Cancer therapy utilizing an adenoviral vector expressing only E1A
Cancer Gene Therapy
The human adenovirus type 5 (Ad5) early region 1A (E1A) proteins have been shown to have potent antitumor effects, due to their ability to reprogram oncogenic signalling pathways in tumor cells. The success of E1A antitumor therapy in animal models has led to its use in phase I and phase II clinical trials, where liposome-based delivery vehicles are being used to deliver a plasmid encoding E1A. To increase the efficiency of E1A delivery to tumors, we have developed an Ad vector deleted of all viral protein coding sequences (termed helper-dependent Ad vectors, hdAds) with the exception of E1A, designated hdAd-E1A. In culture, this vector mediated high-level expression of E1A gene products. A549 cells, a human lung adenocarcinoma cell line, infected with hdAd-E1A showed a reduced proliferative capacity in adherent culture, and the ability to form colonies in soft agarose was completely abolished. In contrast, A549 infected with an hdAd expressing β-gal were able to form colonies of a similar size and frequency as uninfected cells. Under serum-depleted conditions, expression of E1A within A549 led to the induction of apoptosis. Finally, A549 cells treated with hdAd-E1A showed approximately 10-fold greater sensitivity to the chemotherapeutic drug cisplatin. Taken together, these data indicate that the use of hdAd provides a simple and effective method to deliver E1A to cancer cells, and results in reduction in the tumorigenic potential of the cells, as well as increasing the cells sensitivity to anticancer drugs.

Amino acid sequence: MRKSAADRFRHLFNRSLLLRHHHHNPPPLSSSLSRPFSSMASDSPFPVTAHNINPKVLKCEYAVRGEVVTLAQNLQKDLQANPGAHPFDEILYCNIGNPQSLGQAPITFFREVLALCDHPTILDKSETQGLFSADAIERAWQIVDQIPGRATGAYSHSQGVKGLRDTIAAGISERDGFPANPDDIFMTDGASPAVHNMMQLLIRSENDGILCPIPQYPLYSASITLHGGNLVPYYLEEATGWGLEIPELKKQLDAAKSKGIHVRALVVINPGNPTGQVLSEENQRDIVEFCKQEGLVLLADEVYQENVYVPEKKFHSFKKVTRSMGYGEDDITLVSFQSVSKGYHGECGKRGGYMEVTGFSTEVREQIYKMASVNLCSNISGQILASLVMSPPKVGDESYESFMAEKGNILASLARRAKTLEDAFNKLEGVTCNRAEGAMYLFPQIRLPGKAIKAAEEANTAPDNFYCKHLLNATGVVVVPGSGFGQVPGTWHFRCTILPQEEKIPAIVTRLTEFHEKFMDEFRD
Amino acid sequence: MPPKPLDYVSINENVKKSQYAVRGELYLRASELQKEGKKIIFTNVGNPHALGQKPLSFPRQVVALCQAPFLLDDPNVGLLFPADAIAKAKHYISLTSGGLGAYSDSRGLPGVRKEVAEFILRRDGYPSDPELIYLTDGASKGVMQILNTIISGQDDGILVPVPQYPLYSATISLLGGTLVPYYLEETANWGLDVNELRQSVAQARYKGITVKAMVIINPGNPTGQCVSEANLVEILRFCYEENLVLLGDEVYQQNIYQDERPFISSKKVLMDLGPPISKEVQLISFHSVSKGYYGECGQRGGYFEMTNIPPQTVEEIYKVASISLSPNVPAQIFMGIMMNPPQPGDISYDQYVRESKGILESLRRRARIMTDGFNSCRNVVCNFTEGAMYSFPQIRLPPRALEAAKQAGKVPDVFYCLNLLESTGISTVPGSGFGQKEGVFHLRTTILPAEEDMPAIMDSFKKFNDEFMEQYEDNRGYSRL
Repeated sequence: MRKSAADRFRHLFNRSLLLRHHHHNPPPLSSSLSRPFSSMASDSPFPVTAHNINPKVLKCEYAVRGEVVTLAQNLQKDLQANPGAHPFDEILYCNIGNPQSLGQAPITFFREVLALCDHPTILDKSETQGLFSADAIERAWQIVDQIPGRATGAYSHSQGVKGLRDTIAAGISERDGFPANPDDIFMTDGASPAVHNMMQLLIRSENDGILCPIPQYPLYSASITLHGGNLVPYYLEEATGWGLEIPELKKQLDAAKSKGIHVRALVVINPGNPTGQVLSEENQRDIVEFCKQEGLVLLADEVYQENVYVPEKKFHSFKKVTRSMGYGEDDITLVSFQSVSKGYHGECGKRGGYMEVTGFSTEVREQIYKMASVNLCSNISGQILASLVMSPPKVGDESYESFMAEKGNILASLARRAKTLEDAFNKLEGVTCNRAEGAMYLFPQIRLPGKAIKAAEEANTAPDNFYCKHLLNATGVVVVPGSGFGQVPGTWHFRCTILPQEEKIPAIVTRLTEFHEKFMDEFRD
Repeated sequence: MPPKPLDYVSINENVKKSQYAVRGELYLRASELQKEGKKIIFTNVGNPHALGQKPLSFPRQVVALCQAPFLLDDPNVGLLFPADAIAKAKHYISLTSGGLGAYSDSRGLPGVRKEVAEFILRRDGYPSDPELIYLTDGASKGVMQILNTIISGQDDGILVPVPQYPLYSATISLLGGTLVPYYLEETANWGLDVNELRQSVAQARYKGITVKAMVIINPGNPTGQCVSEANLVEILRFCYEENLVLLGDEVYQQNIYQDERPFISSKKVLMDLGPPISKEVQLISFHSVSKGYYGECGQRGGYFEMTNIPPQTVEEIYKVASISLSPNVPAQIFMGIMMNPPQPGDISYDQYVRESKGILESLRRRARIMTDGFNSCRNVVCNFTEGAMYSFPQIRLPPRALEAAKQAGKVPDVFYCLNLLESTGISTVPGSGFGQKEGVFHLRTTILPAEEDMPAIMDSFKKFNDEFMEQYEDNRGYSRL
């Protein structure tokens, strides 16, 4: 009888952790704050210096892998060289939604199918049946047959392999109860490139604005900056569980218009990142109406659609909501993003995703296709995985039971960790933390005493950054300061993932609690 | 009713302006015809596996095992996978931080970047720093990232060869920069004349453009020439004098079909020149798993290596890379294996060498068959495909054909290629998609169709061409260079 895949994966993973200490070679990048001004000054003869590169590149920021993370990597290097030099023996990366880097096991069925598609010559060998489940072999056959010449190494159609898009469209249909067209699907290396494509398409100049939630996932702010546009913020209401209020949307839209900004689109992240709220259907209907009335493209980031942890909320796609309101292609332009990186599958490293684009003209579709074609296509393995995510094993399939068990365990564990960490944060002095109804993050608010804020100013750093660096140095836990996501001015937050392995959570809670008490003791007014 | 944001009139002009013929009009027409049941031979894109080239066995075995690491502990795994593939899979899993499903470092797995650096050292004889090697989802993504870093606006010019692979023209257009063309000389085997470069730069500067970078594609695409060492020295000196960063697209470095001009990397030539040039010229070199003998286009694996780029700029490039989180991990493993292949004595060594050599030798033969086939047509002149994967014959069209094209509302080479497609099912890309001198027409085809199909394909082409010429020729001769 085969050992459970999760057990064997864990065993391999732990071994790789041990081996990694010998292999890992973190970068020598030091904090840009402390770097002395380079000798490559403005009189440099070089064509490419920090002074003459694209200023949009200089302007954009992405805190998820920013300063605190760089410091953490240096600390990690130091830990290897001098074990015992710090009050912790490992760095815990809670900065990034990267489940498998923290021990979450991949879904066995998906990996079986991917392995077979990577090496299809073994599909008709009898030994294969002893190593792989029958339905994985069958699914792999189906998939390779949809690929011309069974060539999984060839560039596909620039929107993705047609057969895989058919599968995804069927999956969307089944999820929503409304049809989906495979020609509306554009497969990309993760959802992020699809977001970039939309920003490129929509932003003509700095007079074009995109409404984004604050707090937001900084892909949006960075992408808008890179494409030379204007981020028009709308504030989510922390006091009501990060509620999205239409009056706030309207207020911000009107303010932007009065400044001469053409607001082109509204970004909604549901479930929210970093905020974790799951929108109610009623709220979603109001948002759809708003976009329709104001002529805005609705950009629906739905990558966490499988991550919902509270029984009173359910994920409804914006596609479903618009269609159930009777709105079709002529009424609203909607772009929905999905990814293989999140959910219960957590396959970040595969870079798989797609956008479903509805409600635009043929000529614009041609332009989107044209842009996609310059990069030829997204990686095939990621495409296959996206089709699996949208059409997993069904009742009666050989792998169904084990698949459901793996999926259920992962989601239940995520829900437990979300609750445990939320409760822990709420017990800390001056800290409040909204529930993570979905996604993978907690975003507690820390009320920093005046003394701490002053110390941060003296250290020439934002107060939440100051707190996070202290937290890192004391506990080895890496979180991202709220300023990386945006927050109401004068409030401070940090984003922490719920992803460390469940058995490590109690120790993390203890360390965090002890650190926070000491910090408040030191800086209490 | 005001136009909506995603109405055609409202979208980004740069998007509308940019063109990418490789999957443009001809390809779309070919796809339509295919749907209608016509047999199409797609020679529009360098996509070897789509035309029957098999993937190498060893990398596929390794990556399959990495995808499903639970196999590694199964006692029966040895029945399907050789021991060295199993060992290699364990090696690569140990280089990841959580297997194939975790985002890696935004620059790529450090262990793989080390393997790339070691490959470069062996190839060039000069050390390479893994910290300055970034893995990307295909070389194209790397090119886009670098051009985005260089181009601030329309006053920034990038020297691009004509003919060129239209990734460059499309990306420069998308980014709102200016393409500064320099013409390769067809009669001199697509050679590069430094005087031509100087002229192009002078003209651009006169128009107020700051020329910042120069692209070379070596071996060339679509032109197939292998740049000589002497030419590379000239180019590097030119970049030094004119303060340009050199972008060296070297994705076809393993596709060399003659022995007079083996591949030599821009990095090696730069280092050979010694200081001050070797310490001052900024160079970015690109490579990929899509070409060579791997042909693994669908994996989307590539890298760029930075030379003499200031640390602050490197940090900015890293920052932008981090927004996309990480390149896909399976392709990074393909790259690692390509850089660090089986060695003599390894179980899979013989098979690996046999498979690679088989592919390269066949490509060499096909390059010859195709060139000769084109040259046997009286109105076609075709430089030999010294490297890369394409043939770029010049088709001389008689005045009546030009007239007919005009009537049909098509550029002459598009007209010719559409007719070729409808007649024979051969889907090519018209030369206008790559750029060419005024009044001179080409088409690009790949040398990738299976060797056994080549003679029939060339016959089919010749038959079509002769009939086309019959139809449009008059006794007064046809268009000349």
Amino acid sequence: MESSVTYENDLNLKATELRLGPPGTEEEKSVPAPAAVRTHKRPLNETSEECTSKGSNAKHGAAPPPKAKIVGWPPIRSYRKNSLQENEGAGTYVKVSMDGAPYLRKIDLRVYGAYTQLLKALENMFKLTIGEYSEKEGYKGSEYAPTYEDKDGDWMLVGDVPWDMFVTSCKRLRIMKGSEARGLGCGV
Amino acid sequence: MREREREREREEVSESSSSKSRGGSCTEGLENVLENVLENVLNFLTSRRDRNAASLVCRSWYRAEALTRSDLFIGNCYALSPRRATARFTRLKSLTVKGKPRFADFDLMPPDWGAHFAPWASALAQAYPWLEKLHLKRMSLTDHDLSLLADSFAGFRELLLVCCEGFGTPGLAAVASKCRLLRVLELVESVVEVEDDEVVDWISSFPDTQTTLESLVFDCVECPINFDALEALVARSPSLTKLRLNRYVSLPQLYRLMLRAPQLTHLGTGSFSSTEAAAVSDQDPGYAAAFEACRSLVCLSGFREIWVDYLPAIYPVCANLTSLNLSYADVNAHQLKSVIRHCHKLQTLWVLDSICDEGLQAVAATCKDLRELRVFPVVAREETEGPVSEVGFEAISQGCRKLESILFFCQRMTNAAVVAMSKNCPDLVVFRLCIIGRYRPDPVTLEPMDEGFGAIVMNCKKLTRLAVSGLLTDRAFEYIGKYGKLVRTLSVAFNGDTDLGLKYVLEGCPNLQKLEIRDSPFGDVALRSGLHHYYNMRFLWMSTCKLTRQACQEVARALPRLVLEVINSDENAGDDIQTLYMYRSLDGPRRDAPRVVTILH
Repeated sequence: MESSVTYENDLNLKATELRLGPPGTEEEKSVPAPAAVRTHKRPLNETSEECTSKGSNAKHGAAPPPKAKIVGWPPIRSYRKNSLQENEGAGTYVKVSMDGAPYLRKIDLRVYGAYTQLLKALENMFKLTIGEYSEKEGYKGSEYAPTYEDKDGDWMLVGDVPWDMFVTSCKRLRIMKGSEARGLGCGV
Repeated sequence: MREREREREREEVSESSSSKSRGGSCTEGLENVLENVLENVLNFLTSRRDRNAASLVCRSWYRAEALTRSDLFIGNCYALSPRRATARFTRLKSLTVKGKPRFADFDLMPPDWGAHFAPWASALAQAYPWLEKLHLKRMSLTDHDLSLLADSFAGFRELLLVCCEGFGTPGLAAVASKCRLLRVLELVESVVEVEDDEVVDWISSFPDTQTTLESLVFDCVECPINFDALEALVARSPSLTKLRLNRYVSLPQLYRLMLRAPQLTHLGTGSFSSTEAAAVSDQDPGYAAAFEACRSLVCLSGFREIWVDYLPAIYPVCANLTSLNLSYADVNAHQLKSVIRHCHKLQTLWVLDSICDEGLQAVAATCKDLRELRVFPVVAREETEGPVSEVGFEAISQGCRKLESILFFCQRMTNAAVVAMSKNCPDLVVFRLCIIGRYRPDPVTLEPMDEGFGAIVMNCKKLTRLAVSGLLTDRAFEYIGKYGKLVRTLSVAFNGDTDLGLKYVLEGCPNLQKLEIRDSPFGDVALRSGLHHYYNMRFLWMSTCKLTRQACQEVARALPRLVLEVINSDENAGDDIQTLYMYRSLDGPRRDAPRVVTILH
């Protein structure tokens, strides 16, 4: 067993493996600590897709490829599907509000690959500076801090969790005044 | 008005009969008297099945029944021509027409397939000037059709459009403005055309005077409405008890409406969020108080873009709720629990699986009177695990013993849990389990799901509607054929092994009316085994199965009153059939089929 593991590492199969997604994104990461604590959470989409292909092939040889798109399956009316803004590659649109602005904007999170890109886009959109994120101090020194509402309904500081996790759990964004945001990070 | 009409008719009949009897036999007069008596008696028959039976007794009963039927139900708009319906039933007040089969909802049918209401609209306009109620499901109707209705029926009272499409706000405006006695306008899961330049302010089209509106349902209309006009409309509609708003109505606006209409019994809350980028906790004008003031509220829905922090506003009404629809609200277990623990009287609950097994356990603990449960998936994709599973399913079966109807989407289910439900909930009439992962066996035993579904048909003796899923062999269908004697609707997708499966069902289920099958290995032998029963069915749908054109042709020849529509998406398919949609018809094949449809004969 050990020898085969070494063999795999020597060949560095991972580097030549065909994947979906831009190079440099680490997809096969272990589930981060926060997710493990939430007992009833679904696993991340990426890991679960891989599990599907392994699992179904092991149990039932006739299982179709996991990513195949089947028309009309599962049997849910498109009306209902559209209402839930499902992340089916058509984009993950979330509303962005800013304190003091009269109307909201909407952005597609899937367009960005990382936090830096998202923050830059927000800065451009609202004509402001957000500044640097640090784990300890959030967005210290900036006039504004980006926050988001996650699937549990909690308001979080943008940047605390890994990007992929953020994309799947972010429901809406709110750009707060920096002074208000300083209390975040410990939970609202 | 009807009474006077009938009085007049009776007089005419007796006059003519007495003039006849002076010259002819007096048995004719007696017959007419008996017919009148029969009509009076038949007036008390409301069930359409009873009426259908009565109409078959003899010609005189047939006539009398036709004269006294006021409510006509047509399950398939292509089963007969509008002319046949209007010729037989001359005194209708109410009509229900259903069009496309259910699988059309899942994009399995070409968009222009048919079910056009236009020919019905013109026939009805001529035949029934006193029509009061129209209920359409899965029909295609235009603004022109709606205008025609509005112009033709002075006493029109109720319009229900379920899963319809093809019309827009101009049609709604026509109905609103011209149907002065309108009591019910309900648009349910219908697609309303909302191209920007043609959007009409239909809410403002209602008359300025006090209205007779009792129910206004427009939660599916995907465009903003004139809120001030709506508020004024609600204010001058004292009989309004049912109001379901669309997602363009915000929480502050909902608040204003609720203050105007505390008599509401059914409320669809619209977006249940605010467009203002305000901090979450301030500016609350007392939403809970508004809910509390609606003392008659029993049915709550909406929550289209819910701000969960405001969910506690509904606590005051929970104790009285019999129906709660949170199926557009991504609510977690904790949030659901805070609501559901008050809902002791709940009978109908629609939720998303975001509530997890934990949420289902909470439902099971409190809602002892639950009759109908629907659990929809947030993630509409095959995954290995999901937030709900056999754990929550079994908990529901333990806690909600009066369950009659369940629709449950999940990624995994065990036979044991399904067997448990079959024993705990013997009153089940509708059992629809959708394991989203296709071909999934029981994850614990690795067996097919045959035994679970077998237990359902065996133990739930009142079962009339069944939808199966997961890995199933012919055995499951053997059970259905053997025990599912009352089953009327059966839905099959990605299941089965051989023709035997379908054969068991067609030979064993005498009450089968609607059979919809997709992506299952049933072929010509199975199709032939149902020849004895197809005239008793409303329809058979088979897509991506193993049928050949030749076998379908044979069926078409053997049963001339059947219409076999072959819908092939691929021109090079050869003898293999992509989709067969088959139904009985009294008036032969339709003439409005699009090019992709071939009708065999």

Hubberstey, Andrew V.; Pavliv, Marta; and Parks, Robin J., "Cancer therapy utilizing an adenoviral vector expressing only E1A" (2002). Cancer Gene Therapy, 9, 4, 321-329.